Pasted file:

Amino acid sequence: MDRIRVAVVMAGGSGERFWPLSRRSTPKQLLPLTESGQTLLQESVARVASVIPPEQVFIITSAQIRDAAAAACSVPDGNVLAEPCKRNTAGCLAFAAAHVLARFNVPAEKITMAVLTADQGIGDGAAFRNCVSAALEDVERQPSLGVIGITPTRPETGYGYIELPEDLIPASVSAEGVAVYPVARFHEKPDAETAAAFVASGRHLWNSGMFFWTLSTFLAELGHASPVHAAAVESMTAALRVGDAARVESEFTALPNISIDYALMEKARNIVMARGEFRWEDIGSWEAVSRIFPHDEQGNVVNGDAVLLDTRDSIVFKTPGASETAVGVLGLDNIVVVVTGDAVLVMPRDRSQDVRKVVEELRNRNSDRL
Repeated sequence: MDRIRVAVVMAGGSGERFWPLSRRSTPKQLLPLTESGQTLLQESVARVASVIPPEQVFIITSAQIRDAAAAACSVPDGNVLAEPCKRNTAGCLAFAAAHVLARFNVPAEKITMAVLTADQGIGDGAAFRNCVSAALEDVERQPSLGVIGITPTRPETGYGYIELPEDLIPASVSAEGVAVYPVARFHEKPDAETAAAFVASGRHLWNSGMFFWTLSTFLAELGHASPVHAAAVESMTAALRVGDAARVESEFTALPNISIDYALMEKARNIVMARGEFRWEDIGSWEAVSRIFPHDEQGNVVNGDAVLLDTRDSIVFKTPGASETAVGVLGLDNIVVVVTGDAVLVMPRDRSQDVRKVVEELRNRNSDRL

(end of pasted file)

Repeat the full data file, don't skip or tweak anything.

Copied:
Amino acid sequence: MDRIRVAVVMAGGSGERFWPLSRRSTPKQLLPLTESGQTLLQESVARVASVIPPEQVFIITSAQIRDAAAAACSVPDGNVLAEPCKRNTAGCLAFAAAHVLARFNVPAEKITMAVLTADQGIGDGAAFRNCVSAALEDVERQPSLGVIGITPTRPETGYGYIELPEDLIPASVSAEGVAVYPVARFHEKPDAETAAAFVASGRHLWNSGMFFWTLSTFLAELGHASPVHAAAVESMTAALRVGDAARVESEFTALPNISIDYALMEKARNIVMARGEFRWEDIGSWEAVSRIFPHDEQGNVVNGDAVLLDTRDSIVFKTPGASETAVGVLGLDNIVVVVTGDAVLVMPRDRSQDVRKVVEELRNRNSDRL
Repeated sequence: MDRIRVAVVMAGGSGERFWPLSRRSTPKQLLPLTESGQTLLQESVARVASVIPPEQVFIITSAQIRDAAAAACSVPDGNVLAEPCKRNTAGCLAFAAAHVLARFNVPAEKITMAVLTADQGIGDGAAFRNCVSAALEDVERQPSLGVIGITPTRPETGYGYIELPEDLIPASVSAEGVAVYPVARFHEKPDAETAAAFVASGRHLWNSGMFFWTLSTFLAELGHASPVHAAAVESMTAALRVGDAARVESEFTALPNISIDYALMEKARNIVMARGEFRWEDIGSWEAVSRIFPHDEQGNVVNGDAVLLDTRDSIVFKTPGASETAVGVLGLDNIVVVVTGDAVLVMPRDRSQDVRKVVEELRNRNSDRL